Heart attack is clinically known as myocardial infarction, and it features an irreversible destruction of the heart muscle resulting from a prolonged reduction in oxygen supply, also known as ischemia. A heart attack is usually the final stage of acute coronary disease, which is a problem in the coronary arteries consisting of a progressive thickening of the artery walls due to a process called atherosclerosis.
Atherosclerosis is the most important cause of heart attack, and it is a complex process of inflammation, and immune reactions in the walls of the blood vessels that results in the formation of an atherosclerotic plaque made up of cholesterol, immune cells, and inflammatory mediators. This plaque reduces the available space in the lumen of the arteries and compromises the blood flow, causing an event called angina pectoris.
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As time goes by and the plaque becomes larger, it becomes more susceptible, and it is likely that it will rupture and cause a massive thrombosis that obliterates the coronary arteries and leads to myocardial infarction. The most important signs and symptoms these patients report are as follows:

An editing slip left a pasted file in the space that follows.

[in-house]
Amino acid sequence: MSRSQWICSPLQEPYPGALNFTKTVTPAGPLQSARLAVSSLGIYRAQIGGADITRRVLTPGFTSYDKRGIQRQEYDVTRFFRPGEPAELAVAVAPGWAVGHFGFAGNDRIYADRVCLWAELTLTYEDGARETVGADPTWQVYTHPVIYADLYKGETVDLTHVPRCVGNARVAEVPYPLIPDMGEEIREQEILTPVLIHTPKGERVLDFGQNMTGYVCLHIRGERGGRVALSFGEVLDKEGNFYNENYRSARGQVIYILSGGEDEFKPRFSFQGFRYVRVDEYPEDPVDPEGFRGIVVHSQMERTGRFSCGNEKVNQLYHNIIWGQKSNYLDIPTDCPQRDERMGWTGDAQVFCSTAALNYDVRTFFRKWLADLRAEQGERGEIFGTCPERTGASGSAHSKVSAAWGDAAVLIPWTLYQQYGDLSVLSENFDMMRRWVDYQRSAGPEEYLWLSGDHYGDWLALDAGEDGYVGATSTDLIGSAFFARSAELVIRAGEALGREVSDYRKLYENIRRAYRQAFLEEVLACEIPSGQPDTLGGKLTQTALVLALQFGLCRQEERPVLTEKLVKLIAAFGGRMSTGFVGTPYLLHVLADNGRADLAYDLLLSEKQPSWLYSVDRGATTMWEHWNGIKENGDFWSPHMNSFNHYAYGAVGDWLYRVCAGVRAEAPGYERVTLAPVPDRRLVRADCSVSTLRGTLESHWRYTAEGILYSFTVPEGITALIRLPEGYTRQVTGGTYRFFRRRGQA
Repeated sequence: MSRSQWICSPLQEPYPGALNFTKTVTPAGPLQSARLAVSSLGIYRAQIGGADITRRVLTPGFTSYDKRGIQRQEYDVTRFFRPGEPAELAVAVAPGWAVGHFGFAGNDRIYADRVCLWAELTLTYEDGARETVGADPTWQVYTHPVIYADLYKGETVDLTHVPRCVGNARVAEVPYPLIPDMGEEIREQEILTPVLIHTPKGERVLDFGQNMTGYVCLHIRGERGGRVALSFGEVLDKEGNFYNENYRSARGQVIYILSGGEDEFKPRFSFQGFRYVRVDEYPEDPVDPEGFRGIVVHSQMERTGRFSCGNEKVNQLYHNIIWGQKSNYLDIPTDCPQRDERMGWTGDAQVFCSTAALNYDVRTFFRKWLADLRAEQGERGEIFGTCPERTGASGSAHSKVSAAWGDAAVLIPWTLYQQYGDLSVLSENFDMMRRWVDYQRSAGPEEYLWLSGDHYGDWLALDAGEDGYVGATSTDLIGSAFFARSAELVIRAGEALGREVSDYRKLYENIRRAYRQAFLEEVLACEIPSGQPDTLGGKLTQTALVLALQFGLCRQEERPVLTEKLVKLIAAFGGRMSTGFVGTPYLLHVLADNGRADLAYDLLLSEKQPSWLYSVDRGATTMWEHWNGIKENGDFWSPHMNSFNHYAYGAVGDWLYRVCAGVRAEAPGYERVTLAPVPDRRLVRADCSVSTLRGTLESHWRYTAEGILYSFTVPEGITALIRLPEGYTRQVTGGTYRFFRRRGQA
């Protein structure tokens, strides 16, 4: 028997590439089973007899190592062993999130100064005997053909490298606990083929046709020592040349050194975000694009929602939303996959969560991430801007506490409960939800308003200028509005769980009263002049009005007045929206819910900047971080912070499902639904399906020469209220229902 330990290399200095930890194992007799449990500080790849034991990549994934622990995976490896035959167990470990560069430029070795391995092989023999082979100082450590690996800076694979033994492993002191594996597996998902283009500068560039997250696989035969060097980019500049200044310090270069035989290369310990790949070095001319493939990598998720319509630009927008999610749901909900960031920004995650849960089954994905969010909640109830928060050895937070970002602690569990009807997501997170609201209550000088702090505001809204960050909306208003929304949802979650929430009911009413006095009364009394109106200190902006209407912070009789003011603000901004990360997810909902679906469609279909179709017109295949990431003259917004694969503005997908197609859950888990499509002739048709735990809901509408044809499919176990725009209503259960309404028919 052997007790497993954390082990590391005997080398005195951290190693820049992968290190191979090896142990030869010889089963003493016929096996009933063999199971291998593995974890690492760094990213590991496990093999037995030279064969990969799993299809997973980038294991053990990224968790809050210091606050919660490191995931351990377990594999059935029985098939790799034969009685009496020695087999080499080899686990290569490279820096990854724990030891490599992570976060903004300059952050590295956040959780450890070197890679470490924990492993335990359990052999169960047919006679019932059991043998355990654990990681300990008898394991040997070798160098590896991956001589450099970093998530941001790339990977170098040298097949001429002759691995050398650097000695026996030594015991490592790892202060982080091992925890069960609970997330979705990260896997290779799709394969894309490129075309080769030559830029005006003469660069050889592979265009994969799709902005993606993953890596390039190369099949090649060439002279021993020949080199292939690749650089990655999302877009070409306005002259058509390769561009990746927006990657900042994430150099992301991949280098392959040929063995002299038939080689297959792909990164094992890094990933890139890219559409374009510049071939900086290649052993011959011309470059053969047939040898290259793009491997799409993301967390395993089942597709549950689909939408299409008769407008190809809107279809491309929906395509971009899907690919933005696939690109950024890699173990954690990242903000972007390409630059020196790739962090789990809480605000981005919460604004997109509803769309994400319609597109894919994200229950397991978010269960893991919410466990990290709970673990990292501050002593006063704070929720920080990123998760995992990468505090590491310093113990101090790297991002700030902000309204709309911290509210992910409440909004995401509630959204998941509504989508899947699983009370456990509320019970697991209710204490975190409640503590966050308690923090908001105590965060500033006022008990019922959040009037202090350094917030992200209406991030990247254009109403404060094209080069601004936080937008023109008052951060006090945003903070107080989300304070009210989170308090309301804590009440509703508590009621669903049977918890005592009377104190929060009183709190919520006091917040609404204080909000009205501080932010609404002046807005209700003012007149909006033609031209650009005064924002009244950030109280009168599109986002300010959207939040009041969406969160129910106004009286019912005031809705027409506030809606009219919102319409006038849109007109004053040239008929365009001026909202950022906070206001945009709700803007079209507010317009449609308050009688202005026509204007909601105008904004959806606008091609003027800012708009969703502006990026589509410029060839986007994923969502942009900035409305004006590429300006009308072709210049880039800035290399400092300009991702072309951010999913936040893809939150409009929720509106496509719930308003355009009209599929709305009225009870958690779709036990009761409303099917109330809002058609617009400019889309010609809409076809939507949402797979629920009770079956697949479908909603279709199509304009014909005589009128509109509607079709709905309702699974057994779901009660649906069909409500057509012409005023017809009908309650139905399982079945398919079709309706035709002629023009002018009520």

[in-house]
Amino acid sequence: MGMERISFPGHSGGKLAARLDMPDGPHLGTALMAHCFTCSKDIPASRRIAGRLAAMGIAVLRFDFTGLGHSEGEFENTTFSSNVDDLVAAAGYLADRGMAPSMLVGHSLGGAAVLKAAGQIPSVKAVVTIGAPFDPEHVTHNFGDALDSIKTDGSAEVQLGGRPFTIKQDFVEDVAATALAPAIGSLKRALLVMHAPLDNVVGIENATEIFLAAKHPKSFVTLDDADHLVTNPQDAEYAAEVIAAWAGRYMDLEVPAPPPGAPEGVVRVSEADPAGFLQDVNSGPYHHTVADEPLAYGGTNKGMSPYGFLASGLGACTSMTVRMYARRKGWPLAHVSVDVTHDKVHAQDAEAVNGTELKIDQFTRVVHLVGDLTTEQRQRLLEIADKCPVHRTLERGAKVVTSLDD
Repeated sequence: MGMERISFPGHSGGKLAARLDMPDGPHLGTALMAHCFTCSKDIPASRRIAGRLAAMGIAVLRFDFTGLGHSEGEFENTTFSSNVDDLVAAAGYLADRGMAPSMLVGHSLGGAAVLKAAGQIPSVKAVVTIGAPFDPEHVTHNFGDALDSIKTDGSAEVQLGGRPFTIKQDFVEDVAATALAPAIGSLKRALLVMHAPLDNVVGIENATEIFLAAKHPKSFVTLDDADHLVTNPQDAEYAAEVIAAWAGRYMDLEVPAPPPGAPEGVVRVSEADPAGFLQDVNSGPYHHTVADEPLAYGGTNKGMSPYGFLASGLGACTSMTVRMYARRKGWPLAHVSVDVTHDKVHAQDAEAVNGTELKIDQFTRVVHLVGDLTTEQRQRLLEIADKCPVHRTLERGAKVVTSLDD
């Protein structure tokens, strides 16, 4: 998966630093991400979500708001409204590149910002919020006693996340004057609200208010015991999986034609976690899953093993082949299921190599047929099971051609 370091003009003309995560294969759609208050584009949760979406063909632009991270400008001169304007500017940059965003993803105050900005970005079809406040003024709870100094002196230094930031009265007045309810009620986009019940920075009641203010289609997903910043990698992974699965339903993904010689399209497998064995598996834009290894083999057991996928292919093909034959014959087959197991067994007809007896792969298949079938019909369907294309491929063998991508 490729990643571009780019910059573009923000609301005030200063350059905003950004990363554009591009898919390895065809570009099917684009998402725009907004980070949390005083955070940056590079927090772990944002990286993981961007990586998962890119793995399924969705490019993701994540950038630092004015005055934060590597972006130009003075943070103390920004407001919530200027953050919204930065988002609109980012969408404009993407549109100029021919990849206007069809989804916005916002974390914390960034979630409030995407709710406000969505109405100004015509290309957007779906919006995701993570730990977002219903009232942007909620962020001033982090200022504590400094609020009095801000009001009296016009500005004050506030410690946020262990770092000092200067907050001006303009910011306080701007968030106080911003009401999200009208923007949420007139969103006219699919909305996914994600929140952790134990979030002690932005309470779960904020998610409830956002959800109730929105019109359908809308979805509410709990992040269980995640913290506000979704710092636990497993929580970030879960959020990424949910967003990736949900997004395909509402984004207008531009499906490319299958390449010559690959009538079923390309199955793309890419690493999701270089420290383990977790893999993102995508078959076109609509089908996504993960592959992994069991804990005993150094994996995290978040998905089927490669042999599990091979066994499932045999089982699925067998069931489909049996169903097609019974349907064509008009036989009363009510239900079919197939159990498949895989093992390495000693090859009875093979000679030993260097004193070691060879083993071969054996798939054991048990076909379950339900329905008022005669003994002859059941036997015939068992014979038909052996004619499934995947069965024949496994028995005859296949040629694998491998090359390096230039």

The most common symptom in myocardial infarction is chest pain, which is sometimes rather mild and reported as discomfort. Others patients do not report any type of pain, especially those who have a high pain threshold or a nervous system alteration due to advanced diabetes mellitus and other health problems. However, the typical chest pain in myocardial infarction is intense and continuous for at least 30 minutes. It often radiates to other areas of the body, and it is described as an oppressive pain or pressure in the middle of the chest. Patients often feel indigestion, bloating, and other gastrointestinal symptoms associated with the intensity of the pain.